COLUMBIA, S.C. — There is a song being played on local radio stations and it is growing in popularity. It is a heroic tale of a man coming down from the mountains to lead a people out of darkness.
Or, in this case, a university.
The song is "Sparky Rock" and the subject is Sparky Woods, new football coach at the University of South Carolina.
"Down from the mountains in the Appalachian land, "Came a young coach with the future in his hand. " . . . To lead the fighting Gamecocks on to solid ground."
A heavy burden for anyone, but considering where this school has been, solid ground is long way off.
King Dixon II, that wonderfully-named athletic director, is not the sort to let pointed questions break his rhetorical stride. Dixon attacks the subject head-on.
"Traditionally, South Carolina has been involved with controversy, regrettably," Dixon said.
Just as regrettably for South Carolina, the controversy never seems far removed. It has been almost a year since former player Tommy Chaikin sold his story to Sports Illustrated for $4,500, telling of widespread steroid use among the football players at South Carolina, especially from the years 1984-87.
Chaikin estimated that more than 50% of the team had used the muscle-building drugs, with the knowledge of the coaching staff. He also alleged that more than a third of the team had used cocaine.
The article led to a grand jury investigation, which eventually led to the sentencing earlier this month of three former South Carolina coaches who were found guilty of having used and distributed steroids in the school's athletic department. Several Gamecock players were given immunity in return for their testimony.
Although steroid use might not have made the Gamecocks unique in college football, Chaikin's allegations certainly made the team infamous. Students from opposing schools chanted, "Steroids! Steroids!" in the stands at South Carolina games. The school was thoroughly embarrassed.
That was not the extent of the trouble, however.
Last season, players were arrested for possession of narcotics, were involved in campus fights and suffered academic difficulties.
On the field, circumstances were not much better. The Gamecocks started well, going 6-0 and climbing to eighth in the national rankings, but lost three of their last five games. Their season ended with a 34-10 defeat by Indiana in the Liberty Bowl.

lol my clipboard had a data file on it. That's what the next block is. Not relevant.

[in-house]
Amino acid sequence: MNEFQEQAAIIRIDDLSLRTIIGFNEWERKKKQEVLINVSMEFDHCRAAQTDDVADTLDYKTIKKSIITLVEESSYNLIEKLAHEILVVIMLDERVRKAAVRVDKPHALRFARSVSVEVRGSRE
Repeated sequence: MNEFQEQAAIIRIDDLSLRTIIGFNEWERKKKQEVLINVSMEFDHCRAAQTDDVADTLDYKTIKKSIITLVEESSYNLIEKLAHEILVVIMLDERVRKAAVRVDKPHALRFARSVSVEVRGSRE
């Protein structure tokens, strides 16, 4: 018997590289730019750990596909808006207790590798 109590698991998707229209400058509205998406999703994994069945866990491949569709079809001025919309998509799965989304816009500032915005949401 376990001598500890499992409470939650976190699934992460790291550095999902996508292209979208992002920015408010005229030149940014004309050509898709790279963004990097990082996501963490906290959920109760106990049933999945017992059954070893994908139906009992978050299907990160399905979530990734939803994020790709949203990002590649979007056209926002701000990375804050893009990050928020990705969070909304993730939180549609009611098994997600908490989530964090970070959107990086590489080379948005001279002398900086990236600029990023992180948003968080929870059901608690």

The cruelest blow, however, fell Feb. 5, when Coach Joe Morrison died of a heart attack at 51, after having just played racquetball. Morrison, a popular coach, had been known as the Man in Black and Black Magic, after his habit of wearing black clothes on the sidelines during games.
Suddenly, Dixon, who had been on the job less than three months, had to deal with that tragedy and hire a new coach. He chose Woods, from tiny Appalachian State in Boone, N.C.
Much is expected of Woods, 35. Foremost among his mandates is to scrub clean the image of the program he inherited. Already on the job six months, Woods knows the difficulty in this.
"We didn't develop this reputation overnight," Woods said. "We are not going to get rid of it overnight."
Woods has begun on an upbeat note. The Gamecocks won their season opener at home against Duke, 27-21, in a game dedicated to Morrison's memory, then came back last Saturday and tied Virginia Tech on a late field goal. But Woods is in a delicate position: How much of Morrison's tradition should he preserve, and what should he exorcise.
Reporters regularly stream through Columbia, seeking to learn how the team and school have coped with their renegade image. The questions have never stopped, but few involved in the athletic program today were around during the height of the scandal.
"Eighty-five percent of these guys weren't even here then," said Gamecock quarterback Todd Ellis, who was here during the Chaikin episode. "I feel sorry for them, always having to answer for people before them."
Part of that can be explained by personnel turnover. South Carolina has had three athletic directors in 12 months. Woods brought seven coaches with him from Appalachian State and the athletic department has a new look from head to toe.
Woods has even changed the uniforms. Morrison had 10 to 12 uniform combinations of the school colors, garnet and black.
Woods has simplified things, a constant theme of his. Gone are the seven stripes on the helmets. Gone are the stripes on the pants. Home jerseys will be garnet with white, and road uniforms will be all white. Everyone will wear black shoes. He has taken both the "Gamecocks" off the front of the jersey and the player name off the back.
"We are a team first," he said.
Woods said his most difficult challenge with the team has not been on the field, where there exists a common language, but off the field, where common ground is hard to find.
"I'm more concerned about keeping trouble away from my players than I am my players getting in trouble," Woods said. "I'm interested in the company the players keep."